Scott L. Ford: Focus on achieving desired outcome
Steamboat Springs — There is renewed interest in focusing city and county government resources (time and money) on improving the condition of the local economy through targeted economic development efforts. This focus is welcomed. The challenge in the near-term becomes what should be done and how to assess whether the efforts will be effective.
The Dec. 8 editorial in the Steamboat Today (“City, county should focus on jobs”) appealed to city and county public officials to focus on the local economy. This appeal was in anticipation of an update to the Steamboat Springs Area Community Plan. Before there is a rush into “trying stuff” in the name of economic development, we first need to take the time to understand where the local economy is and where we want it to go. By doing this first, we can hopefully avoid the “ready-fire-aim” scenario that often accompanies things done in the name of economic development.
There is a shared countywide vision to have a local economy that is diverse and vibrant. This sentiment is echoed in the community plan, Vision 2030 and the mission statement of the Steamboat Springs Economic Development Council, and it is posted in City Council chambers. The challenge is defining what constitutes diverse and vibrant. We also need to go beyond the definition to clearly identify how vibrancy and diversity are going to be routinely and objectively measured. Focusing on how success is measured shifts the spotlight from specific actions to targeted outcomes.
In conjunction with the Routt County Livability Index, the Routt County Economic Development Cooperative has defined economic diversity and vibrancy in a way that can be objectively and routinely measured. This helps keep the intention of any effort done in the name of economic development clearly focused on whether it can reasonably be expected to contribute to a desired outcome.
The Economic Development Cooperative has developed three measurements of economic diversity and vibrancy. The first two measure the diversification of sources of personal income and employment. In Routt County, when the top three private industry sectors are the sources of 45 percent or less of employment and personal income, diversity has been achieved or is being maintained. The third measurement uses per capita income to assess vibrancy. Economic vibrancy is being achieved in Routt County if per capita income is increasing at a rate faster than inflation.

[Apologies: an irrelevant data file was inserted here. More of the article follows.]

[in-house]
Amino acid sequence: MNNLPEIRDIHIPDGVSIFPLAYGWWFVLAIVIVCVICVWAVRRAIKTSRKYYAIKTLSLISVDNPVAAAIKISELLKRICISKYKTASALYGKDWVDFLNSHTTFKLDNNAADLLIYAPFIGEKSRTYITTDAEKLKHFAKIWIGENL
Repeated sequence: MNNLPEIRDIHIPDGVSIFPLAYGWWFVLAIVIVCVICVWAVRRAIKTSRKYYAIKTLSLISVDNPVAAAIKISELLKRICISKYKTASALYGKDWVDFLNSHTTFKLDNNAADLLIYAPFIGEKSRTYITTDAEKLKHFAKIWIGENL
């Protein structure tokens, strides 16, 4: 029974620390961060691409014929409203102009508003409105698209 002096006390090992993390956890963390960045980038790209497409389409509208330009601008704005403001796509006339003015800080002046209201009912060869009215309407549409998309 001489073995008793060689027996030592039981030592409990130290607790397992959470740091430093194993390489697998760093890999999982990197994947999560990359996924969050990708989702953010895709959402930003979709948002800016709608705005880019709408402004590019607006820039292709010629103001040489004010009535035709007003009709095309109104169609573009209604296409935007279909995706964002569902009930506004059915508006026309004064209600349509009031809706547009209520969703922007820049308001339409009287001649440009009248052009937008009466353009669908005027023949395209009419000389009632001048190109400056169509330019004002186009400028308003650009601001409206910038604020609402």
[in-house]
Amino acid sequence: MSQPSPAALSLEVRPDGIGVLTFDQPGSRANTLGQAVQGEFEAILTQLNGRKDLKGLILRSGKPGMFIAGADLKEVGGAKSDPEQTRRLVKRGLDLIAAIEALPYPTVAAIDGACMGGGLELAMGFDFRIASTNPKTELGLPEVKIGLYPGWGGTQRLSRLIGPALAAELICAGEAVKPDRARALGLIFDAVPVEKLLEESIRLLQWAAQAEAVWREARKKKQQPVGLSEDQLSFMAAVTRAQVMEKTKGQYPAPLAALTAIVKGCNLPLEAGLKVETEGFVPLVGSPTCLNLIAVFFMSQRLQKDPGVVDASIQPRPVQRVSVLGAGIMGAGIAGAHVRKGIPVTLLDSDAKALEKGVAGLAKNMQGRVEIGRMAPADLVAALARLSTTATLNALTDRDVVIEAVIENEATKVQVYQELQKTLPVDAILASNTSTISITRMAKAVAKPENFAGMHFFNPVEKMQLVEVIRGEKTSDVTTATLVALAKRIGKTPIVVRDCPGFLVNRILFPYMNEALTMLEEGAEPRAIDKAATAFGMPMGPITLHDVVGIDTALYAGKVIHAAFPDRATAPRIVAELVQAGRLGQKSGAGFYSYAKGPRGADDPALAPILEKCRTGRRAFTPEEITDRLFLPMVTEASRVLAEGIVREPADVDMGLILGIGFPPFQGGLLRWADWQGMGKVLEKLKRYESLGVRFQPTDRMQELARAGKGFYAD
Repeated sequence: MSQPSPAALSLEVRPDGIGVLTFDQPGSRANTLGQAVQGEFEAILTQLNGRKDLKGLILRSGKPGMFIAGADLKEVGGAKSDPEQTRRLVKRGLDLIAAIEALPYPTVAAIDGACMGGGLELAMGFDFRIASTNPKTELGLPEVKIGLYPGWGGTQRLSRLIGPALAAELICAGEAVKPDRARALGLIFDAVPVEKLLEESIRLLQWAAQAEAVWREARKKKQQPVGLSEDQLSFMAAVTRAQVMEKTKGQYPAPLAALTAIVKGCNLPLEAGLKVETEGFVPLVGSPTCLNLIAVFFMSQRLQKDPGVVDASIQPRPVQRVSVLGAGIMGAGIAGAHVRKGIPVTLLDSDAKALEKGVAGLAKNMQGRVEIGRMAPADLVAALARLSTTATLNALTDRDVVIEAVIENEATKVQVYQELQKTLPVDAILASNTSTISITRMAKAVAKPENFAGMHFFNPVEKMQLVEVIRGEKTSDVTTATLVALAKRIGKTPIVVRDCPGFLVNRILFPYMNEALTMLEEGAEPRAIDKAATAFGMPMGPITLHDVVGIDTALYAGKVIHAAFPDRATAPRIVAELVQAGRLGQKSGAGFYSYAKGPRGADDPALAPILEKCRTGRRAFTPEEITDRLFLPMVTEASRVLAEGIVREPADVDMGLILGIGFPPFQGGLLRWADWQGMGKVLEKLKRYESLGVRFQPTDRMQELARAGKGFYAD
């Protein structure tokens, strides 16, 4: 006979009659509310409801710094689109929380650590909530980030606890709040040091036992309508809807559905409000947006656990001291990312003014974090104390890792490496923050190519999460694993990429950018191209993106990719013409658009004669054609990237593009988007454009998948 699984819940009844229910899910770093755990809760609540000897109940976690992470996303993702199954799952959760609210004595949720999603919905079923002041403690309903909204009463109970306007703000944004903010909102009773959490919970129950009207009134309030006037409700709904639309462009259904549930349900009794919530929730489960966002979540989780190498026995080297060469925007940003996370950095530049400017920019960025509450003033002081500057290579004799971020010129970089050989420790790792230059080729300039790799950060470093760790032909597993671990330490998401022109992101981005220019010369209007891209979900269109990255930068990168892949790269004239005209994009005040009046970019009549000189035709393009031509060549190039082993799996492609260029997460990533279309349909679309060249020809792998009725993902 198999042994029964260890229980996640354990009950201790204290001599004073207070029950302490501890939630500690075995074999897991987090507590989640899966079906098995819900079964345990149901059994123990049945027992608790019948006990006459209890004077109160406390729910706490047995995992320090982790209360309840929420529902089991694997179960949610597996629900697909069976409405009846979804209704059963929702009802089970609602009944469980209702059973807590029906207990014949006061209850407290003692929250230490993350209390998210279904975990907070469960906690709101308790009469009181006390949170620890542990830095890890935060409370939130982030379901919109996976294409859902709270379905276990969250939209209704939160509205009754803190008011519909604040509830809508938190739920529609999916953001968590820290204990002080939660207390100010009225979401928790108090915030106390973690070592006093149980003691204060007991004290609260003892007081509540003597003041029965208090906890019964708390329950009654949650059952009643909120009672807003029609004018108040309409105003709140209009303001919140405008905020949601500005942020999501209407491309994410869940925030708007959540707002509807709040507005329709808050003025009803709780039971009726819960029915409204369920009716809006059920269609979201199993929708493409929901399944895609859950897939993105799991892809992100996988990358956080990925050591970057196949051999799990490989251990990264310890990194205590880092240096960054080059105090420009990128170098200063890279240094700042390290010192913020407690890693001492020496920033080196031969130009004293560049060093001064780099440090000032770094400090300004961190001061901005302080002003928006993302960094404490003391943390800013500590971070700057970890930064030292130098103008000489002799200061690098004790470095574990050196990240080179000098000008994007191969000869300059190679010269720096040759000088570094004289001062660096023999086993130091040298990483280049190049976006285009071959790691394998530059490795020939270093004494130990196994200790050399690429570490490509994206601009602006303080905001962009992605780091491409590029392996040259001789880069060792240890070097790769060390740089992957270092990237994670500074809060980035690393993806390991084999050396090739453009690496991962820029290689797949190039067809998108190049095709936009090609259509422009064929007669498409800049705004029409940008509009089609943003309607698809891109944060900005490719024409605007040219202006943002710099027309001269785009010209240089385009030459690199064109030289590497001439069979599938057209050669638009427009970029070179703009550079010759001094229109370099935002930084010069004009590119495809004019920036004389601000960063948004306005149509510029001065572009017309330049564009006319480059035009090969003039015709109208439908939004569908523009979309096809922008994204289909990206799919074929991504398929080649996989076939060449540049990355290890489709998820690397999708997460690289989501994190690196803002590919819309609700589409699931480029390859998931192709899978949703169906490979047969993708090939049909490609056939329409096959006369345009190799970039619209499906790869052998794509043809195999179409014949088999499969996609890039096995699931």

All three measurements can be easily updated annually using county-level data from the Bureau of Economic Analysis, whose source data comes from income tax filings of Routt County residents. This data is free for the asking.
Having this type of well-defined outcome measurement provides local government officials a metric to determine if a specific economic development action moves the local economy toward or away from the desired outcome.
For example, it is reasonable to expect that the $40,000 in tax incentives being discussed by City Council to support an expansion at ACZ Laboratories likely will increase diversity and vibrancy? This is because ACZ Laboratories is not in the top three industry sectors and it is proposing paying wages/salaries that are above the Routt County median income. Will the impact of this effort be huge? No, but it moves the local economy in the right direction of diversity and vibrancy, even if only incrementally. Therefore it meets the criteria of an economic development action that moves toward the desired outcome.
I would encourage county and city officials to use the measurement criteria developed by the Economic Development Cooperative when assessing any proposed action being done in the name of economic development. There is an old adage, “Measure twice and cut once.” This is practical advice for carpet layers, tailors and carpenters. It is practical advice for government officials, as well, when it comes to assessing their efforts done in the name of economic development. The Economic Development Cooperative has developed a useful tape measure for this very purpose.
Ford is the director of the Routt County Economic Development Cooperative.
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